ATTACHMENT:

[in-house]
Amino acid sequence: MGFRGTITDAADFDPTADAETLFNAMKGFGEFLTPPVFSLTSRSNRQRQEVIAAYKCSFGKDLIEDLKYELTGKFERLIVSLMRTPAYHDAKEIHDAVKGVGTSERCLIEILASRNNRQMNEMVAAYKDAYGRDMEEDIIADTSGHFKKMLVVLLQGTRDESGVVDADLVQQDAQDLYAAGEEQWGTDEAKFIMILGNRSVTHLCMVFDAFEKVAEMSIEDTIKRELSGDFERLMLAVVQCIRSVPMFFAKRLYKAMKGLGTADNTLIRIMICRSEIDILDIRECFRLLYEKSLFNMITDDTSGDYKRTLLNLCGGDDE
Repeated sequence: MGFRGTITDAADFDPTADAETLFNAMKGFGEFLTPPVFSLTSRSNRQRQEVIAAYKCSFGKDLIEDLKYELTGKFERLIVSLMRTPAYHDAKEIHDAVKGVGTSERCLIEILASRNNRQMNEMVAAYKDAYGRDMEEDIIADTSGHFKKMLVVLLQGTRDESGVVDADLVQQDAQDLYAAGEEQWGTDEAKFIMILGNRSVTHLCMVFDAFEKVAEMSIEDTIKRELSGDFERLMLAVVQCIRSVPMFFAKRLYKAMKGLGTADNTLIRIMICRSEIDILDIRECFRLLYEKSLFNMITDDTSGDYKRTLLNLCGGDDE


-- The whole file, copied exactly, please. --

[in-house]
Amino acid sequence: MGFRGTITDAADFDPTADAETLFNAMKGFGEFLTPPVFSLTSRSNRQRQEVIAAYKCSFGKDLIEDLKYELTGKFERLIVSLMRTPAYHDAKEIHDAVKGVGTSERCLIEILASRNNRQMNEMVAAYKDAYGRDMEEDIIADTSGHFKKMLVVLLQGTRDESGVVDADLVQQDAQDLYAAGEEQWGTDEAKFIMILGNRSVTHLCMVFDAFEKVAEMSIEDTIKRELSGDFERLMLAVVQCIRSVPMFFAKRLYKAMKGLGTADNTLIRIMICRSEIDILDIRECFRLLYEKSLFNMITDDTSGDYKRTLLNLCGGDDE
Repeated sequence: MGFRGTITDAADFDPTADAETLFNAMKGFGEFLTPPVFSLTSRSNRQRQEVIAAYKCSFGKDLIEDLKYELTGKFERLIVSLMRTPAYHDAKEIHDAVKGVGTSERCLIEILASRNNRQMNEMVAAYKDAYGRDMEEDIIADTSGHFKKMLVVLLQGTRDESGVVDADLVQQDAQDLYAAGEEQWGTDEAKFIMILGNRSVTHLCMVFDAFEKVAEMSIEDTIKRELSGDFERLMLAVVQCIRSVPMFFAKRLYKAMKGLGTADNTLIRIMICRSEIDILDIRECFRLLYEKSLFNMITDDTSGDYKRTLLNLCGGDDE